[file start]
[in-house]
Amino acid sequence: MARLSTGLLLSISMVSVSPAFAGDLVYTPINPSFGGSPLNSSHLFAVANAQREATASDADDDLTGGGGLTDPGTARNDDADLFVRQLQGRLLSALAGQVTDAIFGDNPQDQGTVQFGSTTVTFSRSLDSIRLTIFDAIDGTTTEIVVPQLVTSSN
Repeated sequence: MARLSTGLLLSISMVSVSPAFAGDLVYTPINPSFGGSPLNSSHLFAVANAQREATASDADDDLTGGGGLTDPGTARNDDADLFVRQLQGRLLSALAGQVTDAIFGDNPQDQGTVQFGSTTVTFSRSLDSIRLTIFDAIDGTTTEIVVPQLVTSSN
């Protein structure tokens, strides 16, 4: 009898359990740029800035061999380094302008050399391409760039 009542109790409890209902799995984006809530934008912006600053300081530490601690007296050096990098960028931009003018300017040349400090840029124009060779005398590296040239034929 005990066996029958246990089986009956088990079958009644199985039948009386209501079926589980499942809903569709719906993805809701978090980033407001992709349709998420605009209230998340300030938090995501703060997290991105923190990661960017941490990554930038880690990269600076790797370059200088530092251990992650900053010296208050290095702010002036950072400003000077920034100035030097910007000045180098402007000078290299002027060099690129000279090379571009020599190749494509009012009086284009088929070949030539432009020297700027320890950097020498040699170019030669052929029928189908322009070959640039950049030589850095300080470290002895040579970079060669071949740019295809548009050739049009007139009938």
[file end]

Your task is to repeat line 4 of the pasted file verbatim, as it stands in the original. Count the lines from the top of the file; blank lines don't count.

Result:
């Protein structure tokens, strides 16, 4: 009898359990740029800035061999380094302008050399391409760039 009542109790409890209902799995984006809530934008912006600053300081530490601690007296050096990098960028931009003018300017040349400090840029124009060779005398590296040239034929 005990066996029958246990089986009956088990079958009644199985039948009386209501079926589980499942809903569709719906993805809701978090980033407001992709349709998420605009209230998340300030938090995501703060997290991105923190990661960017941490990554930038880690990269600076790797370059200088530092251990992650900053010296208050290095702010002036950072400003000077920034100035030097910007000045180098402007000078290299002027060099690129000279090379571009020599190749494509009012009086284009088929070949030539432009020297700027320890950097020498040699170019030669052929029928189908322009070959640039950049030589850095300080470290002895040579970079060669071949740019295809548009050739049009007139009938």